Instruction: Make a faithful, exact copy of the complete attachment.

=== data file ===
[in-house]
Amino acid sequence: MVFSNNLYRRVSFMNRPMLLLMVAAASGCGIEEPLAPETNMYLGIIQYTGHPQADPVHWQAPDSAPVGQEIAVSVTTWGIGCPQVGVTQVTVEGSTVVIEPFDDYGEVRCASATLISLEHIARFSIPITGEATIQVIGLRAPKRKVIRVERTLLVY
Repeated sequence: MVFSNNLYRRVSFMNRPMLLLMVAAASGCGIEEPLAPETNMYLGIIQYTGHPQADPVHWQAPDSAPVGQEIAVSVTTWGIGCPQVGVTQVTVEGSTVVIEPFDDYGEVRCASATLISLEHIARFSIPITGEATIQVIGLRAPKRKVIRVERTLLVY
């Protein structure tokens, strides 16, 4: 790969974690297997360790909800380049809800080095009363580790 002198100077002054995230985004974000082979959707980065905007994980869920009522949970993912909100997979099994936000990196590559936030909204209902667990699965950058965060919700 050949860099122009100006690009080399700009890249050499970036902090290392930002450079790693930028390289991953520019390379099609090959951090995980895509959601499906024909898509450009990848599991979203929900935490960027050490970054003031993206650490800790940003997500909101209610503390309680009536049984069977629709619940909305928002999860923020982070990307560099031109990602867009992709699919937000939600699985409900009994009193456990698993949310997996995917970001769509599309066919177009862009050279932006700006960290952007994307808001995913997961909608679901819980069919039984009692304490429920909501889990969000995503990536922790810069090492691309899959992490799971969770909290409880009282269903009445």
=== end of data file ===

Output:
[in-house]
Amino acid sequence: MVFSNNLYRRVSFMNRPMLLLMVAAASGCGIEEPLAPETNMYLGIIQYTGHPQADPVHWQAPDSAPVGQEIAVSVTTWGIGCPQVGVTQVTVEGSTVVIEPFDDYGEVRCASATLISLEHIARFSIPITGEATIQVIGLRAPKRKVIRVERTLLVY
Repeated sequence: MVFSNNLYRRVSFMNRPMLLLMVAAASGCGIEEPLAPETNMYLGIIQYTGHPQADPVHWQAPDSAPVGQEIAVSVTTWGIGCPQVGVTQVTVEGSTVVIEPFDDYGEVRCASATLISLEHIARFSIPITGEATIQVIGLRAPKRKVIRVERTLLVY
């Protein structure tokens, strides 16, 4: 790969974690297997360790909800380049809800080095009363580790 002198100077002054995230985004974000082979959707980065905007994980869920009522949970993912909100997979099994936000990196590559936030909204209902667990699965950058965060919700 050949860099122009100006690009080399700009890249050499970036902090290392930002450079790693930028390289991953520019390379099609090959951090995980895509959601499906024909898509450009990848599991979203929900935490960027050490970054003031993206650490800790940003997500909101209610503390309680009536049984069977629709619940909305928002999860923020982070990307560099031109990602867009992709699919937000939600699985409900009994009193456990698993949310997996995917970001769509599309066919177009862009050279932006700006960290952007994307808001995913997961909608679901819980069919039984009692304490429920909501889990969000995503990536922790810069090492691309899959992490799971969770909290409880009282269903009445």